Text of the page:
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Unconferencing, Long Tail of Conferencing?
It's becoming cheaper to host your own event than attend one.
This is a point well worth elaborating upon.
Meanwhile the regular industry is very much feeling something is changing (see the comments there). Ark Group e.g. were trying to change their model this year for KM Europe, but in the end the way out they chose was moving up market by increasing their admission prices to 865 Euro and hammering on the exclusivity of what you get for that money. A choice I can respect, but it is a classic response in light of Christensen's Innovator's Dilemma, and makes the underbelly of the industry vulnerable and leaves a real foothold for the self-organized events to grow and become mainstream even. Remember that the World Economic Forum started out as animated fireside chats between a handful of people. What would you like your event to be the 'Davos' of?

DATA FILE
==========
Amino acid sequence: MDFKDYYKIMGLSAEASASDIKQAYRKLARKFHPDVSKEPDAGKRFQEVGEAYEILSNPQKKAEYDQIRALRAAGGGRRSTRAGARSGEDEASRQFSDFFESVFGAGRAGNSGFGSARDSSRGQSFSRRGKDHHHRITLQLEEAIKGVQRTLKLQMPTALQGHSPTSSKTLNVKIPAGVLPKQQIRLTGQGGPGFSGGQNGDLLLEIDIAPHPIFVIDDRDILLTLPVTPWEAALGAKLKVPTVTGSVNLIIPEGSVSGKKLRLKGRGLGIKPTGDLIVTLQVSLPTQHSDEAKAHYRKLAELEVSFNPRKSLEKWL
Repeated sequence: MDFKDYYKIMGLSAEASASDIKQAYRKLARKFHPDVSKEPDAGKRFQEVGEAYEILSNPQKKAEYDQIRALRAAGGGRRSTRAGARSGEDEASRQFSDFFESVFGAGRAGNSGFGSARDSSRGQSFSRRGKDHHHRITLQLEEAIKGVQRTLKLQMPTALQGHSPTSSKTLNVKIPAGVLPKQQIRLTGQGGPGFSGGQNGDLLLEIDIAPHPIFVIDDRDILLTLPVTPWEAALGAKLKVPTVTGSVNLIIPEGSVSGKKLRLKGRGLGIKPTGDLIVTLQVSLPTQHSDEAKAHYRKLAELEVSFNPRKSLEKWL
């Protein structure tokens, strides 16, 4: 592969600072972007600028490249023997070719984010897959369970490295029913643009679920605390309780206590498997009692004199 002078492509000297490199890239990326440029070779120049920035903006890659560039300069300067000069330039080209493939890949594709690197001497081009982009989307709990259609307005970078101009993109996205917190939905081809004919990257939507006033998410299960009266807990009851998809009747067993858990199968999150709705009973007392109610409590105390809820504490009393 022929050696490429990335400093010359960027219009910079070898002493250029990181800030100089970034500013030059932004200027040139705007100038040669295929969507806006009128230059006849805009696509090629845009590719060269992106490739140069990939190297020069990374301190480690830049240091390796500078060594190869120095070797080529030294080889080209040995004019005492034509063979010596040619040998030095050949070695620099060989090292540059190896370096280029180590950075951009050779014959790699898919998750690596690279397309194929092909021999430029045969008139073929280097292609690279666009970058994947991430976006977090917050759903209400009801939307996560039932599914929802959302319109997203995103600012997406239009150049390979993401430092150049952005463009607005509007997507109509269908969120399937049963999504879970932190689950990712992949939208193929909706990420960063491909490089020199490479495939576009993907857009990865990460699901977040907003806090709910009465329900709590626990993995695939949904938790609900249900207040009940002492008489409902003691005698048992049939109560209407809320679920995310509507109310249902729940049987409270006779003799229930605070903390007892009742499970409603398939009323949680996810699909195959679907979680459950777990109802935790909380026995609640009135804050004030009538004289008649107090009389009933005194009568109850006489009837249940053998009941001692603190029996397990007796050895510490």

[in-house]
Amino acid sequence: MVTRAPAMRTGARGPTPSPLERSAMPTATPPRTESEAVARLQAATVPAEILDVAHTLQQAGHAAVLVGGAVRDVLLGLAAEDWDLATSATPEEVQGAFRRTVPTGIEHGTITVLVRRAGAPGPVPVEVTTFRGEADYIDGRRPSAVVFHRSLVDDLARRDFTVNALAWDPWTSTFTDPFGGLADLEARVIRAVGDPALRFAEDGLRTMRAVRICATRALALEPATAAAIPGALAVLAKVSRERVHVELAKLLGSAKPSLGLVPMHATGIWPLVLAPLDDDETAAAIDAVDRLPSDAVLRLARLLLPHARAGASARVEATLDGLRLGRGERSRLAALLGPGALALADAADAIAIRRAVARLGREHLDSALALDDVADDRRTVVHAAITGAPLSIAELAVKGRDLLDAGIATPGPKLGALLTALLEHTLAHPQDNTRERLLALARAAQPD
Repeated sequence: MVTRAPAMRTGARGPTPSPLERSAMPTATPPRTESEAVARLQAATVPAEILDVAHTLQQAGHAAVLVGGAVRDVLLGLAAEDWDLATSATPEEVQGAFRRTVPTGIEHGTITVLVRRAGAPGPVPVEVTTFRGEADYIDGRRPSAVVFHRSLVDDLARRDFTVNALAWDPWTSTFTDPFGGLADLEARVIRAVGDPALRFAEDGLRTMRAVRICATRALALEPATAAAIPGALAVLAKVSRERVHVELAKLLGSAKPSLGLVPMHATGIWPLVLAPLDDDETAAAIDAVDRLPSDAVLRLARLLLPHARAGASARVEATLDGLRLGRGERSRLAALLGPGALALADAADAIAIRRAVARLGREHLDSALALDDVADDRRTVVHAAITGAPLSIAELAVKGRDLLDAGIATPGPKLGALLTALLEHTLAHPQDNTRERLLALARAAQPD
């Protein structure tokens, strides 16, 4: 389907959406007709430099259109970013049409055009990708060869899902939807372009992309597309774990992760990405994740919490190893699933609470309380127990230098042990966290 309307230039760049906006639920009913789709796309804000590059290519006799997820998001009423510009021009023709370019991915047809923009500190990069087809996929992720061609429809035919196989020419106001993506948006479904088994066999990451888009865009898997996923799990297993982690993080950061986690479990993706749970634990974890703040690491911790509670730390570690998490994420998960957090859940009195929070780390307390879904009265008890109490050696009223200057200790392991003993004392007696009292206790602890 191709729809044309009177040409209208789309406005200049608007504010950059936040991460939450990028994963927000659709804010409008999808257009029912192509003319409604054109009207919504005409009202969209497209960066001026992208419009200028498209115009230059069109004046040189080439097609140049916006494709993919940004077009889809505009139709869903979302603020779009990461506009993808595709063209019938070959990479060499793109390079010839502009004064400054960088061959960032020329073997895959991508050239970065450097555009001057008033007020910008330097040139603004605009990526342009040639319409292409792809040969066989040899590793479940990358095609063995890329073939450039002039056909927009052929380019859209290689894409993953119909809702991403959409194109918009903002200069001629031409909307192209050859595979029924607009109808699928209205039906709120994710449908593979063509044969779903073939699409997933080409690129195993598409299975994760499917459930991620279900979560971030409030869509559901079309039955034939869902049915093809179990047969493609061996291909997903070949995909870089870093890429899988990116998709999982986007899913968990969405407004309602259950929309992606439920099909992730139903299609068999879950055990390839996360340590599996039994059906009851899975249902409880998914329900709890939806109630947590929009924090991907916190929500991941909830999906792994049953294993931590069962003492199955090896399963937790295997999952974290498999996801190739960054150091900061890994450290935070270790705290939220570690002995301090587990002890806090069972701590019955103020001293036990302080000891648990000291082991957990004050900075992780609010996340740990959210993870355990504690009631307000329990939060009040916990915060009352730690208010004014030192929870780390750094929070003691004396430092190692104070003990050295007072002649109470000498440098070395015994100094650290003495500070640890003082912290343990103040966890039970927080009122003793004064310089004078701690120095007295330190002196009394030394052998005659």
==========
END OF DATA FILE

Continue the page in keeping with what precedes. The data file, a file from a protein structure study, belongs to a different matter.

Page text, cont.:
These new type of get-togethers, sometimes called un-conferences as they often seek to follow other patterns than the back-to-back powerpoint presentations large conferences tend to be, are the places where I think the most valuable exchanges take place in terms of substance and of keeping track of what is new in a given field.
These DIY-conferences form a logical alliance with the DIY-publishing of weblogs, and other social software tools. They all put the power with the individual, reduce dependence (of those who seek to monopolize brokering relations and exchanges), and foster (the realization of) interdependence (for creative work and learning).
That is why I am curious to see how the next BlogWalk meeting in Seattle will go, as it is looking into this relationship between unconferencing and blogs.Permalink | TrackBack | Waypath